Over the years, singer/songwriter John Mayer has dipped his toes into several genres, with his music touching on pop/rock, R&B, blues, and now…1970’s country/folk?
Yep. Apparently so.
Born and Raised, Mayer’s newest studio album, carries all the hi-fi production value you’d expect from a recording made in 2012, but most of the songs themselves sound like they could have been written 30 years ago. Furthermore, the arrangements are fairly stripped down, often with no more than four instruments playing. This record is an apparent tip-o’-the-hat to the folky rock vibe of the 1970s, reminiscent of acts like The Band and America. Mayer isn’t even subtle about it—he makes a direct lyrical reference to Neil Young in the opening track “Queen of California,” and he taps icons David Crosby and Graham Nash for BGVs on the title track. The record seems to be a combined attempt to pay homage to that bygone era, and an attempt on Mayer’s part to position himself among that pantheon of great singer-songwriters.
But at the same time, Born and Raised comes off as paradoxically humble. It seems that Mayer has chosen this country-folk backdrop to present some of his most personal, reflective (and confessional?) lyrics to date.
The career-endangering fiasco of John Mayer’s 2010 interview with Playboy, in which he ungraciously (and crudely) dished on his past high-profile romantic interests—not to mention dropping the “n” word—is still very fresh in the minds of many. Mayer seems acutely aware of this, and his lyrics frequently reflect a more subdued, even penitent, John Mayer—a man who’s perhaps had a little time to think, and re-think. Add to that the ongoing issues with Mayer’s vocal chords, and you have a perfect recipe for an attitude adjustment. Never is this more apparent than in the song “Shadow Days” (the most country-sounding song on the record), in which Mayer sings, “Did you know that you could be wrong and swear you’re right?” He continues, “I’m a good man with a good heart / Had a tough time, got a rough start / But I’ve finally learned to let it go.” Without blatantly addressing specific issues, the entire album plays as a sort of apology.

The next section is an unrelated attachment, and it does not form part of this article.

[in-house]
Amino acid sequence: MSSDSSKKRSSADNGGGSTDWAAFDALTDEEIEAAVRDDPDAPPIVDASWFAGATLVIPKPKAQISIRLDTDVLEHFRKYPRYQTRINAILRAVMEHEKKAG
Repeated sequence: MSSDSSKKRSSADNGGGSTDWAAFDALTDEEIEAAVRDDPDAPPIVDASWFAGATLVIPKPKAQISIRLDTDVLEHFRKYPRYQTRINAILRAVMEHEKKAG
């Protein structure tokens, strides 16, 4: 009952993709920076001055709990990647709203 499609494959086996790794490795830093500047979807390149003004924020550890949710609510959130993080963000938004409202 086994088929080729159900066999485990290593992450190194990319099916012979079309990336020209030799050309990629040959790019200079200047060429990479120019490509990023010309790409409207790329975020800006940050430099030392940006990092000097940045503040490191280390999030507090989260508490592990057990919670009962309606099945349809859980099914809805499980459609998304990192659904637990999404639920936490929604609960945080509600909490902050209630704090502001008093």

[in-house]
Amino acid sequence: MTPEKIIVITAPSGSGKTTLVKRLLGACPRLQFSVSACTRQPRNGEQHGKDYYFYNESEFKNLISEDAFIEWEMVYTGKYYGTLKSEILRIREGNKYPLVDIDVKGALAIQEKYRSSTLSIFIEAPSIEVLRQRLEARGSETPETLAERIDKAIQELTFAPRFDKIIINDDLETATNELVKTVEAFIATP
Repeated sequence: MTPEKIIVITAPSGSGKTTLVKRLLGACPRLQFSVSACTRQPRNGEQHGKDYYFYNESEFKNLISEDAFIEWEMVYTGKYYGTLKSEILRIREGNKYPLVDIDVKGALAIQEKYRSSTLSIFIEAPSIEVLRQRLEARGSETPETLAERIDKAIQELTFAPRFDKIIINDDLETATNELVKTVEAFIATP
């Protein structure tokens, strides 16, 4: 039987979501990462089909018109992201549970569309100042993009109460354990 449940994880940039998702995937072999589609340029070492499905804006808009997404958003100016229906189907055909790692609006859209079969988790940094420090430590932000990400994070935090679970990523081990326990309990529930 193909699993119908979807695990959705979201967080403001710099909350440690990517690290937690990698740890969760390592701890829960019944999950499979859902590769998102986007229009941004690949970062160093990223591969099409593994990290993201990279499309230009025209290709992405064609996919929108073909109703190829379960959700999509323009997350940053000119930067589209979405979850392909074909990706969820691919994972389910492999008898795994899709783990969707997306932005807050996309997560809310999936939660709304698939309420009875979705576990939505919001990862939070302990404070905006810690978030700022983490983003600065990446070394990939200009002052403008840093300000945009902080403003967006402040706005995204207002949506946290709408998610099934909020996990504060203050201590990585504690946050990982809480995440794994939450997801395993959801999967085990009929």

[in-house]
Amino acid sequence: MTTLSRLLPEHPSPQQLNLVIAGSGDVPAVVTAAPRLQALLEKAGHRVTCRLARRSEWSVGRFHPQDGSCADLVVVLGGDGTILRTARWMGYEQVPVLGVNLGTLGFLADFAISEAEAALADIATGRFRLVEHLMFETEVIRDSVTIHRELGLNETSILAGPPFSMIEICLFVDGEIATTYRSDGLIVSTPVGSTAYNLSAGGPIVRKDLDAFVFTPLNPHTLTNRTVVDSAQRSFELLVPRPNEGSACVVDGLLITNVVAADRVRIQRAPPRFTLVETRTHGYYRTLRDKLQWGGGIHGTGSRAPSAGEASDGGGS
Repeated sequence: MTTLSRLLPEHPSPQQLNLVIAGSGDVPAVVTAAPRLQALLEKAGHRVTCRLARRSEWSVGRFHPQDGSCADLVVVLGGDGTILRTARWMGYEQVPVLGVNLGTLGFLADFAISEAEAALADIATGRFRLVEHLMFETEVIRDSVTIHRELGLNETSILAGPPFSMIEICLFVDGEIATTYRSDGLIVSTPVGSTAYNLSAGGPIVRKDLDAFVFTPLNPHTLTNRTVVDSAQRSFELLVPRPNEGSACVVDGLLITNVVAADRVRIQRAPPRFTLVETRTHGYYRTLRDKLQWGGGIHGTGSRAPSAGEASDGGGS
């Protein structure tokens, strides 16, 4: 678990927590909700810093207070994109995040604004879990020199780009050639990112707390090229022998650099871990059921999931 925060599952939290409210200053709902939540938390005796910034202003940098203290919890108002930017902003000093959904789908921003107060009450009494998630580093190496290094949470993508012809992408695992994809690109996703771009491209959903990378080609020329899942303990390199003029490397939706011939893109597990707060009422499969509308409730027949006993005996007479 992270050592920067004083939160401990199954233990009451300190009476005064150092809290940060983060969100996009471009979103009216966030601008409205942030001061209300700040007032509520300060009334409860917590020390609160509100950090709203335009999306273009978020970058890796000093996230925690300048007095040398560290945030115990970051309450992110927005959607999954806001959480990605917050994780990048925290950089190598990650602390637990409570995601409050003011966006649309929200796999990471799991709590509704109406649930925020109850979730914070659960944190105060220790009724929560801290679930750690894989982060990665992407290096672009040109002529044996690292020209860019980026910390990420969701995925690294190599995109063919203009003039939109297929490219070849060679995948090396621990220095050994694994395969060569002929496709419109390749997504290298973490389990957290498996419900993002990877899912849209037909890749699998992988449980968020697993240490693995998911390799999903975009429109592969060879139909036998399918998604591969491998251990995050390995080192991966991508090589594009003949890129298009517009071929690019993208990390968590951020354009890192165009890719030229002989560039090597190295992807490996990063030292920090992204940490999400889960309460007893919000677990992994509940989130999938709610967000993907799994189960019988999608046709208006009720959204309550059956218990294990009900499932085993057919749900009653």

So different is the overall tone of Born and Raised from some of Mayer’s previous work that some have already begun questioning whether this is a heartfelt penitence, or just something contrived for the need of the moment. Only Mayer knows for certain; at the very least, this record reflects what should have been said at this point in Mayer’s life and public career. And confessionals aside, from a musical standpoint, this is a master work, in that John Mayer has adapted stylistically to the country/folk genre without compromising his own soulful sound. Combining the reflective lyric with skillful songwriting and musicianship, Born and Raised is a breath of fresh air.
ALBUM RATING: 4.5 Stars (out of five)
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